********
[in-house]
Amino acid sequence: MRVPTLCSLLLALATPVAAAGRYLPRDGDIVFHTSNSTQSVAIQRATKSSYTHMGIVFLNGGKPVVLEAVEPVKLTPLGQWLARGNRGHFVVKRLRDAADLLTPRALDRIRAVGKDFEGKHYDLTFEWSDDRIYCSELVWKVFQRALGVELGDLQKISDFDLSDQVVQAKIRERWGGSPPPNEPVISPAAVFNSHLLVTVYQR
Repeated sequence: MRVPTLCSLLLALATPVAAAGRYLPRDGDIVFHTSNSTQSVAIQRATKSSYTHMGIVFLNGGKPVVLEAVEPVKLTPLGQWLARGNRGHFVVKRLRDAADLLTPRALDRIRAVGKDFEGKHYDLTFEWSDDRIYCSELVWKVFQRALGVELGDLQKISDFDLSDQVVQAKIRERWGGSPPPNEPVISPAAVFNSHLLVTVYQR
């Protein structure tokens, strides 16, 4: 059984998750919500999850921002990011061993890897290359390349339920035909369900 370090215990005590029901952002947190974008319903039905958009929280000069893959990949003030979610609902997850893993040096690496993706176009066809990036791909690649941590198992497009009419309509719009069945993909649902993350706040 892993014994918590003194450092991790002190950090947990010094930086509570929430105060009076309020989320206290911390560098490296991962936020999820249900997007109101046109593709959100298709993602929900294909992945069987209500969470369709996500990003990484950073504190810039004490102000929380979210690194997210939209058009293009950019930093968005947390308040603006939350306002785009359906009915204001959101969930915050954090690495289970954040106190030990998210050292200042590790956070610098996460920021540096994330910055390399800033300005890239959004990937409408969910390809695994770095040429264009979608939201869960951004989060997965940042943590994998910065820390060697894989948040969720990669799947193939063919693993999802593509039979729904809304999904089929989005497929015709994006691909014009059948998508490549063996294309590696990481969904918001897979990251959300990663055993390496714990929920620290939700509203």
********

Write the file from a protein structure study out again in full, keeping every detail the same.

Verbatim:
[in-house]
Amino acid sequence: MRVPTLCSLLLALATPVAAAGRYLPRDGDIVFHTSNSTQSVAIQRATKSSYTHMGIVFLNGGKPVVLEAVEPVKLTPLGQWLARGNRGHFVVKRLRDAADLLTPRALDRIRAVGKDFEGKHYDLTFEWSDDRIYCSELVWKVFQRALGVELGDLQKISDFDLSDQVVQAKIRERWGGSPPPNEPVISPAAVFNSHLLVTVYQR
Repeated sequence: MRVPTLCSLLLALATPVAAAGRYLPRDGDIVFHTSNSTQSVAIQRATKSSYTHMGIVFLNGGKPVVLEAVEPVKLTPLGQWLARGNRGHFVVKRLRDAADLLTPRALDRIRAVGKDFEGKHYDLTFEWSDDRIYCSELVWKVFQRALGVELGDLQKISDFDLSDQVVQAKIRERWGGSPPPNEPVISPAAVFNSHLLVTVYQR
């Protein structure tokens, strides 16, 4: 059984998750919500999850921002990011061993890897290359390349339920035909369900 370090215990005590029901952002947190974008319903039905958009929280000069893959990949003030979610609902997850893993040096690496993706176009066809990036791909690649941590198992497009009419309509719009069945993909649902993350706040 892993014994918590003194450092991790002190950090947990010094930086509570929430105060009076309020989320206290911390560098490296991962936020999820249900997007109101046109593709959100298709993602929900294909992945069987209500969470369709996500990003990484950073504190810039004490102000929380979210690194997210939209058009293009950019930093968005947390308040603006939350306002785009359906009915204001959101969930915050954090690495289970954040106190030990998210050292200042590790956070610098996460920021540096994330910055390399800033300005890239959004990937409408969910390809695994770095040429264009979608939201869960951004989060997965940042943590994998910065820390060697894989948040969720990669799947193939063919693993999802593509039979729904809304999904089929989005497929015709994006691909014009059948998508490549063996294309590696990481969904918001897979990251959300990663055993390496714990929920620290939700509203």